Canadian Forest Service Publications

Design-consistent model-based variances with systematic sampling: a case study with the Danish national Forest inventory. 2019. Magnussen, S., Nord-Larsen, T. Communications in Statistics - Simulation and Computation.

Year: 2019

Available from: Pacific Forestry Centre

Catalog ID: 39538

Language: English

CFS Availability: PDF (request by e-mail)

Available from the Journal's Web site.
DOI: 10.1080/03610918.2018.1547401

† This site may require a fee.

Abstract

To gauge, whether variances in density estimates computed under an assumption of a simple random sampling (SRS) are inflated – when the actual design ensures a spatial balance, we obtained design-consistent, model-based estimators from simulations with replicate samples and anticipated data. Anticipated data is the sum of model-based predictions and a random residual error. Two designs are employed, they bracket the actual design in terms of plot size and number of replicate samples. Results indicate that SRS estimates of uncertainty in ratios of totals have underestimated precision by 30% whereas precision in model-assisted ratios of totals was underestimated by 14%.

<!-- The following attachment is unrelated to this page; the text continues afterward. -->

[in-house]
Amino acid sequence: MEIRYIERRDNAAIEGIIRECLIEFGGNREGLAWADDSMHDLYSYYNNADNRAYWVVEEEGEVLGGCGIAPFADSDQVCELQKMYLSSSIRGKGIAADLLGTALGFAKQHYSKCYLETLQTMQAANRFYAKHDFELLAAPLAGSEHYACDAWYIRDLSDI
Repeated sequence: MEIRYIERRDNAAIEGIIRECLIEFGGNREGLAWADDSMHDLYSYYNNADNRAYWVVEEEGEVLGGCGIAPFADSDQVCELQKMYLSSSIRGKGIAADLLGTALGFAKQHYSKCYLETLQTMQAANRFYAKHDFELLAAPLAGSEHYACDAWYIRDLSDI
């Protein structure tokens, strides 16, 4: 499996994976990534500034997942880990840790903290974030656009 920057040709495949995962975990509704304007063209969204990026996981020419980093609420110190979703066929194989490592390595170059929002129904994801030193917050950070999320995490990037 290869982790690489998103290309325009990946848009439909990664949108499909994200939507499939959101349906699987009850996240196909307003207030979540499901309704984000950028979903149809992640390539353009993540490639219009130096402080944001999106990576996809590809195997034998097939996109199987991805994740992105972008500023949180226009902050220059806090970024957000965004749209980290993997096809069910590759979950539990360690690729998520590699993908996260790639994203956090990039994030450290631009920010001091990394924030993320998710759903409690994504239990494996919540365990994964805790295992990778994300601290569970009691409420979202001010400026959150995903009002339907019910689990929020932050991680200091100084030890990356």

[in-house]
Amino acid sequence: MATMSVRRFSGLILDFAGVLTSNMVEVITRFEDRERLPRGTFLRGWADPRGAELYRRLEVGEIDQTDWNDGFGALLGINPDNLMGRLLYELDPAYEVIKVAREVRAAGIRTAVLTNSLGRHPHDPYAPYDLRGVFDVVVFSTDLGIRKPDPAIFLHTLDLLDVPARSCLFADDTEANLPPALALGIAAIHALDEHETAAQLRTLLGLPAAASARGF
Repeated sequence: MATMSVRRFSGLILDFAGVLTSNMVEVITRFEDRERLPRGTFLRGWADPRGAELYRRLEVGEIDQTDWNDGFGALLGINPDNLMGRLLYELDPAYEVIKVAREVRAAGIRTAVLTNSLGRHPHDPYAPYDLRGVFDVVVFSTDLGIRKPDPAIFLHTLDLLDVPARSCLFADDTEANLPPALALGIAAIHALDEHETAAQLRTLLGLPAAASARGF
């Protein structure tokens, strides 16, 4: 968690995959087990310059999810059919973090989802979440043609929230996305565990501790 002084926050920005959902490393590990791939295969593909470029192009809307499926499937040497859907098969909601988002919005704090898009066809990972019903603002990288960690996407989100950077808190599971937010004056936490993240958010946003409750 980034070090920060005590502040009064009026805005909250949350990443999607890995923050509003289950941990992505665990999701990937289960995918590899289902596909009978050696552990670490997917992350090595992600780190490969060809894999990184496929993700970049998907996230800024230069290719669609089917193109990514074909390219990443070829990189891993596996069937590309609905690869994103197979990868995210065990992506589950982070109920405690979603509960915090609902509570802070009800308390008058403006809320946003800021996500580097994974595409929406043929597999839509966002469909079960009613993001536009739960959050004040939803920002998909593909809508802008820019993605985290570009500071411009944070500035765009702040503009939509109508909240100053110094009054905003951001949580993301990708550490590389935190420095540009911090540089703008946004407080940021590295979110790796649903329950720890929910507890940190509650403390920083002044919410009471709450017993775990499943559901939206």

Plain Language Summary

Most national forest inventories employs a form of systematic sampling that ensures a geographically balanced sample. Estimates of uncertainty are typically been forwarded under an assumption of a simple random sampling. This can lead to a conservative estimate of uncertainty and confidence intervals that are too wide. The degree of variance inflation can be gauged if the inventory affords the production of a wall-to-wall forest resource map. The forest resource map is then used to simulate all possible design-based systematic samples. The simulated sample data are generated from model-based predictions plus random model-errors. The latter were generated in accordance to the distribution of observed sample fit residuals. In a case study with the Danish National Forest Inventory (2012-2016) we found that the assumption of simple random sampling has probably inflated the estimates of uncertainty by approximately 30%.

Date modified: